Illustration by Kenny Srivijittakar.
Illustration by Kenny Srivijittakar.

Man’s first step on the moon. Obama’s inauguration. “I Have a Dream.” Some of the nation’s best moments, moments that attest to the nobility and courage of this beautiful country, are now only the click of a search button away.

We were looking forward to adding the first YouTube broadcast of a 9th Circuit Court hearing to the list. The outcome of this particular trial will render whether marriage between a man and man, or woman and woman, is constitutional in the state of California. Nearly 2.6 million people await the verdict, poised on pins and needles. If Proposition 8, the law in question, is upheld, these individuals’ right to marry whom they choose will again be denied. Should it be overturned, their right as human beings, their right as Americans, to determine the course of their lives and share in the privileges afforded to the rest of the nation, will be acknowledged and shared.

U.S. District Judge Vaughn Walker, overseeing the trial, ruled that cameras could film the litigation and the footage could be broadcast on YouTube. The Prop. 8 trial has a potential audience that is nearly 10 percent of the state’s population, not to mention the millions of queer people and their allies around the globe emotionally invested in this historic moment. Judge Walker pushed for as much accessibility and transparency as possible, clearly recognizing the breadth of the issue at hand.

On Wednesday, the U.S. Supreme Court ruled 5-4 to indefinitely block cameras from the courtroom, stating that Walker decided “at the eleventh hour” to broadcast “a high-profile trial that would include witness testimony about a highly contentious issue.” He made the decision on Jan. 6, five days before the trial began. The dissenting opinion in the Supreme Court decision countered by stating that “the public interest weighs in favor of providing access to the courts.”

The trial promises to be extremely emotional. In three days of litigation, tears have been shed, deeply personal stories have been shared, and fears and concerns about the future of the nation have been voiced from both sides of the courtroom. When the freedom to love openly and equally is the right being contested in a court of law, things are bound to get passionate.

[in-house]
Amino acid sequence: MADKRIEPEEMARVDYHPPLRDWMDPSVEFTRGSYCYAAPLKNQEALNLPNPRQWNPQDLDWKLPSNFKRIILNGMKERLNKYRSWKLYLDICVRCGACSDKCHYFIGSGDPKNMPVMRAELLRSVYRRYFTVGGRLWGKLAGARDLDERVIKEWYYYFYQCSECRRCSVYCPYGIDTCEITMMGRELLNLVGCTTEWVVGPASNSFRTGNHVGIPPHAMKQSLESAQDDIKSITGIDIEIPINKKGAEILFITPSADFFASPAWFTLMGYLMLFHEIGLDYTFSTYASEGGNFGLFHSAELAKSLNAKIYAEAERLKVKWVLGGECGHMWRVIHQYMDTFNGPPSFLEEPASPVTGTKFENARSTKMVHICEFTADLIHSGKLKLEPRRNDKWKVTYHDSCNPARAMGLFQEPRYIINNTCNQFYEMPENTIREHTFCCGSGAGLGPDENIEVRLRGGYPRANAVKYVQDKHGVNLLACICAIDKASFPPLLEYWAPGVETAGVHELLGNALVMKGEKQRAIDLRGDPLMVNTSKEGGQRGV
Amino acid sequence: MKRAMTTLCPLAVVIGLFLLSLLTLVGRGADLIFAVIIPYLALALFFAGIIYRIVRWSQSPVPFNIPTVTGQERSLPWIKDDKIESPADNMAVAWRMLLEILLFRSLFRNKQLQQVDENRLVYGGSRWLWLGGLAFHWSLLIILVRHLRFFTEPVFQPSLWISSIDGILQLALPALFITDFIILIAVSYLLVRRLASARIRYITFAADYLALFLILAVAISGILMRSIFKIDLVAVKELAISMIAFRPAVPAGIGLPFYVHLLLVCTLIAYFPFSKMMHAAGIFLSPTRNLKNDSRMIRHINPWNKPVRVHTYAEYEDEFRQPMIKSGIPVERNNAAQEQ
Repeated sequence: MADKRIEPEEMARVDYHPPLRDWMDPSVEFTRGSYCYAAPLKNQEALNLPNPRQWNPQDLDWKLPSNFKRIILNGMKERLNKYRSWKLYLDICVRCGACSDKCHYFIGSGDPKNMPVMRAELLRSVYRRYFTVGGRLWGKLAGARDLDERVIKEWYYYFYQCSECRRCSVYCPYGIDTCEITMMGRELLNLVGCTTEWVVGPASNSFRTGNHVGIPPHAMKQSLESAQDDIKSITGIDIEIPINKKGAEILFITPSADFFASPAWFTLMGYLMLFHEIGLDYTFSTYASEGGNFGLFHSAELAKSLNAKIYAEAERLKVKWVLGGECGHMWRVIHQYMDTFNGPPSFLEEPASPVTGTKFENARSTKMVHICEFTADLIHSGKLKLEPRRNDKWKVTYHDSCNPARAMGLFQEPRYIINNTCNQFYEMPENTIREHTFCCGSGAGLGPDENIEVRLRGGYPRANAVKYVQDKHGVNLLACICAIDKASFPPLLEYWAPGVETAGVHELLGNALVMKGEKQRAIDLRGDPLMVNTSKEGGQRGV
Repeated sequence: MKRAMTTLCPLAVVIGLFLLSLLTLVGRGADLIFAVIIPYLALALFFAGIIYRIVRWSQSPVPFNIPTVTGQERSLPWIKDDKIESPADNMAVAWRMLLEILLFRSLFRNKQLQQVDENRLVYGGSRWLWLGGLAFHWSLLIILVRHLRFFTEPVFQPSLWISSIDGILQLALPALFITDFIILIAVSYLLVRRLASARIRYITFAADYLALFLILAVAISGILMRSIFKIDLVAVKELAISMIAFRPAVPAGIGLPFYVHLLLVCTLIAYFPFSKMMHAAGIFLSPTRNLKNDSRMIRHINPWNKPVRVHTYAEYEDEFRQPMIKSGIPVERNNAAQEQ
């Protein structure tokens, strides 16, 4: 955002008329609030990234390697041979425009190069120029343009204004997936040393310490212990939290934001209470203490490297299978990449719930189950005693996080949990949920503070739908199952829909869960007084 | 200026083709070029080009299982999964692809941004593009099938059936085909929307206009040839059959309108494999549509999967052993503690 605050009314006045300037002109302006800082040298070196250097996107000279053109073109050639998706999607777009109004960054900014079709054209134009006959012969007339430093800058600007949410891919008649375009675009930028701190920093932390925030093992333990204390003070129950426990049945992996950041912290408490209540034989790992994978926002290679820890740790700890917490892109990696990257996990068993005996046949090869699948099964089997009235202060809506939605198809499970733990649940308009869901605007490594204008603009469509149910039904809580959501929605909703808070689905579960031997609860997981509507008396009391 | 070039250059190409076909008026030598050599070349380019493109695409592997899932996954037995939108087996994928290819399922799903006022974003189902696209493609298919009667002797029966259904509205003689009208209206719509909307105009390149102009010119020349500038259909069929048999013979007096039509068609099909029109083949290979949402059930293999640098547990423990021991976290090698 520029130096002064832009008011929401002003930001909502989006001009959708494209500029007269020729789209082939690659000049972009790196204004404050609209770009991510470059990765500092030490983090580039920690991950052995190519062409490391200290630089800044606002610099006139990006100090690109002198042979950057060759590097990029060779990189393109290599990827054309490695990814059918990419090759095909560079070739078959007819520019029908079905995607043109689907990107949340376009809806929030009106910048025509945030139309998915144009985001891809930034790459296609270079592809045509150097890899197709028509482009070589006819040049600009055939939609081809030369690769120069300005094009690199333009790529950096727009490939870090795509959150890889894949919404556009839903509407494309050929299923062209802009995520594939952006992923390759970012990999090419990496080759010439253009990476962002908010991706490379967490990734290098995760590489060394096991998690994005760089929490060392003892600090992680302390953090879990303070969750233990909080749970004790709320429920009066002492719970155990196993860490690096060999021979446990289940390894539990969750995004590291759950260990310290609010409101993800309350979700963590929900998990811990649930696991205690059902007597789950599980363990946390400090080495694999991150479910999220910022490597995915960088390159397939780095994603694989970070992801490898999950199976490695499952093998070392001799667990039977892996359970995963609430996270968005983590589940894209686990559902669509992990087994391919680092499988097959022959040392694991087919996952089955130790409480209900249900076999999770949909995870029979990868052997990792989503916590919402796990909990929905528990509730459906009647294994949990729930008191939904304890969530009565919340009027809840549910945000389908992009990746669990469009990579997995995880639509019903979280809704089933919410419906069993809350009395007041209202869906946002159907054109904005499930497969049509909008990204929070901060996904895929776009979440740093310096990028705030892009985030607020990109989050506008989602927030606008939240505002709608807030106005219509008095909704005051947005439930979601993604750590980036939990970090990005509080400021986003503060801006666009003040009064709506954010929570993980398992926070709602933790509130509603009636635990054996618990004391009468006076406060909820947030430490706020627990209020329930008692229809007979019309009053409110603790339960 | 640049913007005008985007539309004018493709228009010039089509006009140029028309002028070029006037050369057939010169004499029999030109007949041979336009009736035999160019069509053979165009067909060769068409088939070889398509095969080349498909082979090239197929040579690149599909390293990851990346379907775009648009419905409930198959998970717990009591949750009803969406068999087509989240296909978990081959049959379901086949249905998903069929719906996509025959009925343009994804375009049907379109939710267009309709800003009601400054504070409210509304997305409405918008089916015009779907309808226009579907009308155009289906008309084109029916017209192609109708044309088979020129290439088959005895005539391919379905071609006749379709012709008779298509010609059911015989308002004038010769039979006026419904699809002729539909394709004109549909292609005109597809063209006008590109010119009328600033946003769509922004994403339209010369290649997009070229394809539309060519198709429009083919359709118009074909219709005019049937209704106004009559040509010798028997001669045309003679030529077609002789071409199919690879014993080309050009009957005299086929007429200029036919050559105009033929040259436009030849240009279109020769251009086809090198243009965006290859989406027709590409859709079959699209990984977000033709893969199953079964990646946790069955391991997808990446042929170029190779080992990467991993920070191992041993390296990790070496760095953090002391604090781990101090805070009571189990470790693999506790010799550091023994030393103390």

This will be the first time in history that testimony regarding the harm done to gays and lesbians by Proposition 8, itself an unprecedented law, will be heard in a courtroom. It is every citizen’s right to watch this moment unfold as it happens and see the real toll this hateful measure has taken.

Defendants are concerned that broadcasting the trial will open them to intimidation and risk. They stem from the “Yes on 8” camp, the group that led a highly financed and confusing campaign that resulted in the narrow passage of a ban on same-sex marriage.

Intimidation concerns are natural and legitimate. But Judge Walker guaranteed that those who desired their faces be blanked out would be, and that every measure would be taken to ensure privacy and safety. Most of the trial’s key figures have already made themselves public through their ardent involvement in “Yes on 8.” Furthermore, the campaign conducted a vindictive assault on the right of two humans to legally unite based on archaic beliefs about the meaning of marriage. One of the central arguments of their case is that the state has a vested interest in restricting marriage to heterosexual couples for the sake of procreation. In the age of cloning, stem cell research and global overpopulation, this logic is ludicrous.

Judge Walker’s decision to allow cameras and YouTube broadcasting should be upheld. It’s time we stop hiding behind the halls of justice and open them up to people whose future health and happiness depend on what goes on behind them. This trial will not be the end of this debate. Appeals will probably continue for years, no matter who wins. When the question over same-sex marriage makes its way to the Supreme Court, as it inevitably will, the nine justices will determine the constitutionality of a minority population’s right to wed. This trial is only the beginning, and everyone, whether they are for or against it, should be privy to it.